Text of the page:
(f) Fall of double bottom. In vessels having a double bottom the tank top of

which, in way of tonnage sections, has a missible thickness of ceiling, if any, straight fall from the center line to the thereunder.

wings the tonnage depth of each section Referring to Figure 16 ($ 2.65), ob2 will terminate at one-half height of fall. serve that after the deck is laid the 21. See Figure i3 ($ 2.65).)

upper breadth (represented by the line

U B) passes through the deck on each $ 2.29 Tonnage depths.

side. Hence, it is impossible to take it (a) The tonnage depth. The depth at its true position. In such cases take I generally referred to as “the tonnage it on the deck, allowing within the ex

depth" is located at the middle point of tended line of frames the thickness of e division of the tonnage length and is the ceiling if any on the frames under e found in a manner similar to the other deck, as shown by line T B in the figure. depths of transverse sections.

Owing to deck-beam shelves or other (b) Tonnage depth in a vessel meas- obstructions, it can be more convenbe ured in parts. Should a vessel be re- iently and accurately taken here than

quired to be measured in parts, and each under the deck, and, besides it will be part measured as a separate unit; then

only a few inches from its true position. & tonnage depth shall be found for each In vessels which have upright sides the part or unit at one-half its tonnage said breadth so taken will be correct, length. (See Figure 14 ($ 2.65).)

but in the case of vessels with inclining (C) Tonnage depth is the first depth sides the necessary allowance must be measured. The tonnage depth governs made for the deviation of the sides from the number of parts into which it and all

the upright in the few inches above the the remaining depths of the part in

true position of the said breadth. which said depth is located, is divided.

(c) Bottom breadth s. Bottom (d) Divisions of tonnage depth. If

breadths are taken only so far as the the tonnage depth at the middle of the

fiat of the floor extends. (See B B, Figtonnage length of the vessel or part of same does not exceed 16 feet, divide each

ures 4 and 5; Figure 15; and B B, Fig

ures 17 and 18 ($ 2.65).) depth into 4 equal parts; but if the depth

When bottom frames rise immediately at the middle of said length exceeds 16 feet, divide each depth into 6 equal

from the keelson, or combined keel and parts.

keelson, and bona fide floor timbers or (e) Intervals. The common intervals

floor plates are not fitted, bottom between the points of division of depths,

breadths are equal to the breadth of also one-third common intervals are to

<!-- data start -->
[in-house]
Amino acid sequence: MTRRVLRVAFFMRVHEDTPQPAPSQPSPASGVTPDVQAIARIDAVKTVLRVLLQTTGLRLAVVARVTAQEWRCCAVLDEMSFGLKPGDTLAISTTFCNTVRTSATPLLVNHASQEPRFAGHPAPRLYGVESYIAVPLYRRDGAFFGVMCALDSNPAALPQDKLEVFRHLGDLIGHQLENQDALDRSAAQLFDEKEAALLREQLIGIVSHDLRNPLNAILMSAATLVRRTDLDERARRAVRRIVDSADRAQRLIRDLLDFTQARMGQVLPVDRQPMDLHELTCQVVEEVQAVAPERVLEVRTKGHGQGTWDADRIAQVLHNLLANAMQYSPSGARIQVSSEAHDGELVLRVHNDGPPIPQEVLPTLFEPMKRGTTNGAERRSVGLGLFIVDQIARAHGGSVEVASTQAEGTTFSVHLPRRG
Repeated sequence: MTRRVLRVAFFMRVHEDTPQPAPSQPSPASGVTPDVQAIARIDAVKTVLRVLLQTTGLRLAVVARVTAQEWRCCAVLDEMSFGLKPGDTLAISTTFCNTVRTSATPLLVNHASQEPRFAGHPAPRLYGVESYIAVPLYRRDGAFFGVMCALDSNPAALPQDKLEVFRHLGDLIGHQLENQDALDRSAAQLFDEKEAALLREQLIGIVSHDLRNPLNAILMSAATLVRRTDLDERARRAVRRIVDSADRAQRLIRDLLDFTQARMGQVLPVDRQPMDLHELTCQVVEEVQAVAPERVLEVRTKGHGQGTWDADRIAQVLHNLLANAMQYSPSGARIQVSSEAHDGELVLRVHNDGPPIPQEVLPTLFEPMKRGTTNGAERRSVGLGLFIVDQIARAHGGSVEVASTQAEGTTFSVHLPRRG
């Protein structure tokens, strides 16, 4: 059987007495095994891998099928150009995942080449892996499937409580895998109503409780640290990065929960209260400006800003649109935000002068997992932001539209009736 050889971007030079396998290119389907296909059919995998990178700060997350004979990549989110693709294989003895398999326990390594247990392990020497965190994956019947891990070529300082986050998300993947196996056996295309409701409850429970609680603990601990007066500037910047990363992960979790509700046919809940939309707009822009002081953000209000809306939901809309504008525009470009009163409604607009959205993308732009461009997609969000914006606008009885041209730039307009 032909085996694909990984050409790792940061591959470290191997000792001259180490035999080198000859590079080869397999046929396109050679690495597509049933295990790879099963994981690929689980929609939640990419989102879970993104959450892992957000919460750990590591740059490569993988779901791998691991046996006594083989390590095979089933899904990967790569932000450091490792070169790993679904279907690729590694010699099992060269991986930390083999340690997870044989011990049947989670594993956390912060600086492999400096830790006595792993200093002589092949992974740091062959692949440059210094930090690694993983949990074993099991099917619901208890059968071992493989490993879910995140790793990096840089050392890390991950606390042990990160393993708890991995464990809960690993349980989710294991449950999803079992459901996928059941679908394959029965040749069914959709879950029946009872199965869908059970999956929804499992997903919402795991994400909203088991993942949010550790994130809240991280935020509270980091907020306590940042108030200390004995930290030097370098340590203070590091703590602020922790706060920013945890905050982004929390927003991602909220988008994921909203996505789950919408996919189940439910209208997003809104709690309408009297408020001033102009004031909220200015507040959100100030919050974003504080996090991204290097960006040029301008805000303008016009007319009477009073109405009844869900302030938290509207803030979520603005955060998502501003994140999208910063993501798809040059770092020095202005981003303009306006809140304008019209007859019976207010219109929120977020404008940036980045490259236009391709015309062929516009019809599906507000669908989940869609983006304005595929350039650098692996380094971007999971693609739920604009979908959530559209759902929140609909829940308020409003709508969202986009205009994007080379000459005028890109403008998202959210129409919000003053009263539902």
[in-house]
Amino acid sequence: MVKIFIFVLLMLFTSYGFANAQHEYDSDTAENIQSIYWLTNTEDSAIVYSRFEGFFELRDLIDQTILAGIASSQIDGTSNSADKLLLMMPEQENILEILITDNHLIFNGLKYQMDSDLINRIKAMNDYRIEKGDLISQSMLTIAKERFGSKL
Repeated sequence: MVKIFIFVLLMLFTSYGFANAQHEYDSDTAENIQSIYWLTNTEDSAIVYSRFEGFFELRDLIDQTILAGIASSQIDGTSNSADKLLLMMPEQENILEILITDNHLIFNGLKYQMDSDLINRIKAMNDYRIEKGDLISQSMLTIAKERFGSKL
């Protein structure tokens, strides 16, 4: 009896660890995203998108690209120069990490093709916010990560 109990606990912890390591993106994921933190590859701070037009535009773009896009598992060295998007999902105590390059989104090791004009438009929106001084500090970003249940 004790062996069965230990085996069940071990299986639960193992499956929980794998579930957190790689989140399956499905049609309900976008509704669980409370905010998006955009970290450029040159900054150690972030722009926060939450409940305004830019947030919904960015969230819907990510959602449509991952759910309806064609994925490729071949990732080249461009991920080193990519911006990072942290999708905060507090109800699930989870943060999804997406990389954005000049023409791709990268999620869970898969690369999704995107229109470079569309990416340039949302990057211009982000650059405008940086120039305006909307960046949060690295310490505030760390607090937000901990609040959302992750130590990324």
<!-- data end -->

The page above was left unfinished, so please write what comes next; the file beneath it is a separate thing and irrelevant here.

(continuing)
keelson, or combined keel and keelson as s be carried to the nearest hundredth of a

the case may be. (See B B, Figure 19 foot.

($ 2.65).) (1) Purpose for dividing tonnage The bottom breadths of transverse depths. Depths are divided to indicate sections of vessels of longitudinal conpoints at which tonnage breadths are to struction falling in the hold where there be measured.

is no double bottom and where there is

a dead rise of the bottom out to the $ 2.30 Tonnage breadths.

sides of the vessel may be considered to (a) Breadths. An inside horizontal be equal to that part of the bottom platbreadth is to be measured at each point ing not affected by dead rise. of division of the depth marked on the (d) Bottom breadths in case of rise sliding rods placed in position as directed or fall of double bottom. Bottom in $2.13(b) and also at the upper and breadths falling in way of a double botlower points of the depth. Extend each tom the top of which rises or falls from measurement to the inboard face of the the midship longitudinal plane to the I ordinary frames, or line of same, or wings are measured from and to the ine inboard face of ceiling, or battens, or board end of the frame brackets (or insulation of average thickness if fitted. ceiling thereon if fitted), connecting the See Figure 15 ($ 2.65).) Care must be double bottom with the frames. (See B taken that the sections shall be parallel B, Figures 12 and 13 ($ 2.65).) to each other and at right angles to the

$ 2.31 Measuring the tonnage length. axis of the vessel. | (b) Upper breadth. In finding the (a) The cubic capacity of the space upper breadth of each transverse section below the tonnage deck is determined make no allowance for the excess of the by use of the tonnage length todeck-beam shelves, etc., over the per- gether with the areas of a prescribed